On 10 May 2016, the CMA issued an infringement decision finding that Ultra Finishing Limited infringed competition law by engaging in online resale price maintenance in relation to the supply of bathroom fittings in the UK. Ultra Finishing Limited admitted its involvement and agreed to pay a fine of GB£826,000 for restricting online prices. In the non-confidential version of the infringement decision, the CMA reported that a reseller applied to the CMA for leniency after the CMA had opened its investigation. The CMA sent warning letters to a number of other suppliers of bathroom fittings that it suspected had engaged in similar practices in relation to internet sales. A warning letter does not amount to a finding as to whether or not a company has infringed competition law.
Despite the relatively low levels of fines to date by the CMA, the levels of enforcement and penalties are expected to increase. In February 2015, fines of GB£45 million were imposed on GSK and various generic pharmaceutical companies in relation to practices relating to the drug paroxetine (no party received leniency in that case).
The OFT had also established a record for imposing significant fines, albeit with a mixed record of upholding such penalties on appeal, including for example:
GB£121 million on British Airways in 2011 for price-fixing in respect of passenger fuel surcharges with Virgin Atlantic, which received full immunity. The fine was ultimately reduced to GB£58 million and the parallel criminal prosecution of four British Airways executives was unsuccessful.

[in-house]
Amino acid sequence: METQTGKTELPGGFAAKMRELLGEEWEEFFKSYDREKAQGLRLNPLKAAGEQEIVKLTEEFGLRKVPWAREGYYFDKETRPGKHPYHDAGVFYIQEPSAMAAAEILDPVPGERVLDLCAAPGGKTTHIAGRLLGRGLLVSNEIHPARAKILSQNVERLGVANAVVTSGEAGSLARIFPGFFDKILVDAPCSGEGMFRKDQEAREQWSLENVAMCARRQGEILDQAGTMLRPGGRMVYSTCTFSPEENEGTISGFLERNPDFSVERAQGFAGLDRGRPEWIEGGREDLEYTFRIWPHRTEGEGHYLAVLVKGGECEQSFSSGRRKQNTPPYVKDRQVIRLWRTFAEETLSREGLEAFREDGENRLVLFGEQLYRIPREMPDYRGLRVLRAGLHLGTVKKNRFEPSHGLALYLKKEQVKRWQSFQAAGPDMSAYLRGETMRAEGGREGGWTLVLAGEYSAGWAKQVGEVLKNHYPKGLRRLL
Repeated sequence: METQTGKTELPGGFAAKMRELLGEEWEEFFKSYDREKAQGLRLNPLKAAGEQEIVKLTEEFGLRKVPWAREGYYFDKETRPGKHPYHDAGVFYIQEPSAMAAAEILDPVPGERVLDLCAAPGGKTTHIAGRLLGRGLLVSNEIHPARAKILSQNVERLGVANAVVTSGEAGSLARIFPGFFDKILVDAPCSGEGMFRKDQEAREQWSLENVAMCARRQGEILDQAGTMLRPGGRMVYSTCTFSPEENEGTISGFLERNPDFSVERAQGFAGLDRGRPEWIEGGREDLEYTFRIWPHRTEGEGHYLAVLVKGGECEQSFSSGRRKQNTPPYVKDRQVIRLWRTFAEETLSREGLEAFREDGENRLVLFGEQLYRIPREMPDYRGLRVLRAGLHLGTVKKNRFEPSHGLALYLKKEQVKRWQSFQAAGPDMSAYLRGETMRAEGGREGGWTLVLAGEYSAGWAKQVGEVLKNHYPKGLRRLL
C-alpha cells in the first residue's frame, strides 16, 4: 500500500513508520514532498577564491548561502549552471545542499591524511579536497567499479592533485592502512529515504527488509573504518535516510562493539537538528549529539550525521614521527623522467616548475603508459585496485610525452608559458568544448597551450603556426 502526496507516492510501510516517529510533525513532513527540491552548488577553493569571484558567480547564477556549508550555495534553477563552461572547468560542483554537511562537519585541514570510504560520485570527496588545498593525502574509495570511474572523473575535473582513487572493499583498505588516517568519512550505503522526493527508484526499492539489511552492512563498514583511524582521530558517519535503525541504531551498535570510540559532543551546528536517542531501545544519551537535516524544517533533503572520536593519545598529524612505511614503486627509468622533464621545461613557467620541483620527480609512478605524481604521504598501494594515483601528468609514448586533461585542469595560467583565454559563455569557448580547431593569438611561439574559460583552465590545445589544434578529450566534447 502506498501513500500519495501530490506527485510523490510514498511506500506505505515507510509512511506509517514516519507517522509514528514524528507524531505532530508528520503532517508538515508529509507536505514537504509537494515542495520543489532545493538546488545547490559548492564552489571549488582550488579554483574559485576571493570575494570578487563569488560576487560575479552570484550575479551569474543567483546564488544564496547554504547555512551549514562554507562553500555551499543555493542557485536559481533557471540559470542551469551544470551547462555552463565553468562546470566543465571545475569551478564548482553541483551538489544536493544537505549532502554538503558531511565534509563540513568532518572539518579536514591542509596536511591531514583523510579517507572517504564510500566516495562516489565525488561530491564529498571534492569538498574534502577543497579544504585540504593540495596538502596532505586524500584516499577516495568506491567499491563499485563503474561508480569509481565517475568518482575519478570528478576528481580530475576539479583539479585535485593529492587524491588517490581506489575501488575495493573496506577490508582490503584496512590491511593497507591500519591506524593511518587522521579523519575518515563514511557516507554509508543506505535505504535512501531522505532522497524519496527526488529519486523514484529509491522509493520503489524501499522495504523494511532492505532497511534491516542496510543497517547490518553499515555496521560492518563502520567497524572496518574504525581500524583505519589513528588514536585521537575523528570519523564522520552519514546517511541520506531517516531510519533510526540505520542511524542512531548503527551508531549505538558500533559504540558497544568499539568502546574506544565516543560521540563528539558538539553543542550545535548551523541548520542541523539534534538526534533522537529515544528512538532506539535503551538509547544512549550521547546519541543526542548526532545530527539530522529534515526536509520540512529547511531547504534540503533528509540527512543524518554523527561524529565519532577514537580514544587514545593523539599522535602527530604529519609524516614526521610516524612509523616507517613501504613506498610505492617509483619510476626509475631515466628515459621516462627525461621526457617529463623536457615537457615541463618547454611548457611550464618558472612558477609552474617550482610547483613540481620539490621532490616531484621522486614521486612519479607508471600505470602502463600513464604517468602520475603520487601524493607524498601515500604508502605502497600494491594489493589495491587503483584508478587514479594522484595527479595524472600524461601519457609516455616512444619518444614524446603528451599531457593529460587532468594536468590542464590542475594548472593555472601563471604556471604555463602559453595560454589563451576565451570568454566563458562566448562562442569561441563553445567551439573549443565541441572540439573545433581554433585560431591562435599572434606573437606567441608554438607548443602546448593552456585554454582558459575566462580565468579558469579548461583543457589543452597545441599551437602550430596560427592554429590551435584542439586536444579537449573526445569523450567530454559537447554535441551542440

GB£225 million in 2010 on 12 companies in relation to alleged price-fixing of tobacco products by suppliers and supermarkets. One of these companies, Sainsbury's, received full immunity from penalties. The final two parties, Gallaher and Somerfield, were successful in July 2016 in having their penalties annulled before the Court of Appeal on the basis of the public law principle of equal treatment after other parties had successfully appealed in 2011 and one party (TM Retail) had its fine repaid on the basis of the successful appeal of others in 2011.
The CMA, by contrast, has committed to improving its enforcement record and avoiding successful challenges of its decisions on appeal. It is also understood that leniency applications feature in a number of the CMA's ongoing investigations and that the CMA continues to receive a high volume of leniency applications, with cartel enforcement a policy priority for the coming years.
Availability of leniency
There are two types of immunity under the Competition and Markets Authority's (CMA) leniency policy, which offer applicants full protection against fines:
Type A immunity.
Type B immunity.
Type A immunity
The first applicant to report and provide evidence of a cartel, when there is no pre-existing CMA investigation into the cartel and the CMA does not otherwise have sufficient information to establish the existence of the reported cartel activity, will be granted Type A immunity.